I dont think I managed to convince her. "Yeah, but what about that very first time? Most people have already judged you by then. Love enters from the eyes and leaves through the eyes, like de Bernieres said."

"I dont believe that." I told her. "People who judge you the first time arent really worth all the trouble."

She looked directly at me, and I cud see contempt on her expressive face, "Yeah, well, atleast that's true. Anyway, Kari, you're too idealistic!"

The conversation came to a rather premature stop while we sipped masala chai and then, she met a friend of hers who called her away. I sat under the tree for a while wondering about how other female mammals had it so much easier than us. In the animal kingdom, only the males worried about vanity. How had humans got it all reversed, then?

The answer must lie in the exaggeration of the ideas of beauty that humans indulge in. So much so that even the very beautiful are bothered by these ideas. And if that is true, thenI do really wonder if beauty cud be more than a little over-rated. Guess I'm not that idealistic after all.


T. said...

Im glad u told me u wrote this considering i'm in it too. deepi's right in her way n u're right in urs. but translating that play was fun hahaha remember that day u were like "what does moharroom mean? what is intehkaal?" lol n u know what, we all loved u the moment we saw u. u were like this ball of warmth and energy.u were like the sun cookie! :-D

Mohit said...

The grass is always greener on the other side.

Tangled up in blue... said...

Dear, dear T.! Always the fence-sitter! :P Thanks for calling me a star, tho which is what the sun is..and yes, you sure had a whale of a time noticing and pointing out loudly that my Hindi sucked. But well, not all of us have lived in Lucknow the major chunk of our lives I hope you know.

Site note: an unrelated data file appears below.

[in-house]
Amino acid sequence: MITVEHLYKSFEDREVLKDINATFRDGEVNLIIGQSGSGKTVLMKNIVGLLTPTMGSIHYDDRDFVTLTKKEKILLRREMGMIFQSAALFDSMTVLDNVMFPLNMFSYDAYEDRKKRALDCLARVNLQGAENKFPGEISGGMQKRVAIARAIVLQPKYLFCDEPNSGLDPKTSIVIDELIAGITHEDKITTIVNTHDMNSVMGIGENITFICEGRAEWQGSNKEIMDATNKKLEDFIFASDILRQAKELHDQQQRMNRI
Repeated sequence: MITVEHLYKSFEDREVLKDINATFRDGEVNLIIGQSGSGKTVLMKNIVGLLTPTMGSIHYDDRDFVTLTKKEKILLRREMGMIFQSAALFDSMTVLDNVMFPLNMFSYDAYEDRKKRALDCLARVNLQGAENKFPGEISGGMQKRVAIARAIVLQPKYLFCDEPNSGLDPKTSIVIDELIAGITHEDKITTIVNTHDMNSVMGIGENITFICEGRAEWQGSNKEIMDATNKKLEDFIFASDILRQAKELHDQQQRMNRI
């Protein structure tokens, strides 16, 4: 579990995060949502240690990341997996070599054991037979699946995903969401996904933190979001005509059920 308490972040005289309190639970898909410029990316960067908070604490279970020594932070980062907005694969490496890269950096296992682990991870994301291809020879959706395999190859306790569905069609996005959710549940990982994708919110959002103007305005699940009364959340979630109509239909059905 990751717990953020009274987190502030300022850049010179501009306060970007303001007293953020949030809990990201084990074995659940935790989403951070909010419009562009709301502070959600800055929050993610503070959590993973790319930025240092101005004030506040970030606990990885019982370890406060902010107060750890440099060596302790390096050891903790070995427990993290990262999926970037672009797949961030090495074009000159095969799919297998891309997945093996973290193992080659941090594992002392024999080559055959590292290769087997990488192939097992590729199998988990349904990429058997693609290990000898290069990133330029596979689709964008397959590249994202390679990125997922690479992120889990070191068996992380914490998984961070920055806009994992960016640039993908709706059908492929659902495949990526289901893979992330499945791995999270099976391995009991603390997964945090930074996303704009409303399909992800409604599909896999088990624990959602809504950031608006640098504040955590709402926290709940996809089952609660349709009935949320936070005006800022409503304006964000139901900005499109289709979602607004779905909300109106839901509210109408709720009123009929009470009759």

Leo, oh yes.

R said...

hahah sun- cookie. i think i would like to meet you, Karishma :)
Idealism is over-rated. Inevitably leads to cynicism and/or disillusionment.

Deeksha said...

I don't know if I can say this with authority (because I have not grasped it overall yet), but honestly speaking I feel I have a certain authority simply because, and this is without any claim to present glory and past heroism, I have been on both sides of the fence as far as dealing with people is concerned.

We cannot reduce these matters to an equation. Good looks = attention = like/love, Liking someone for 'themselves'.....these are simplistic attempts at understanding something very complex and ironical.

I will never deny the impact of the physical. Often we become drunk on our own (pseudo?) intellectualism and pretend to be above the body. We are not, we can never be, and we mustn't try. Why and Why not people develop affections for each other entails so many intricacies, physical and beyond, and so many subconscious decisions and 'deals' (is it worth it? Is it not?)that to develop a theory about it is impossible.

It gets even more complicated for women, who (their intellectual selves) will forever have an intimate relationship with their bodies for obvious reasons. I don't think a man will ever get it. To be able to connect both is something I find even the most gifted of us (physically and/or mentally) struggle with. I personally believe a woman's physicality and her perceptions about it are an important part of her. But only when she has found a way to discover and nurture this connection. It is unfortunate that the means of expression of feminine sexuality largely coincide with the means of objectification of her body, and that both are stigmatized in a way that hinders open exploration of either.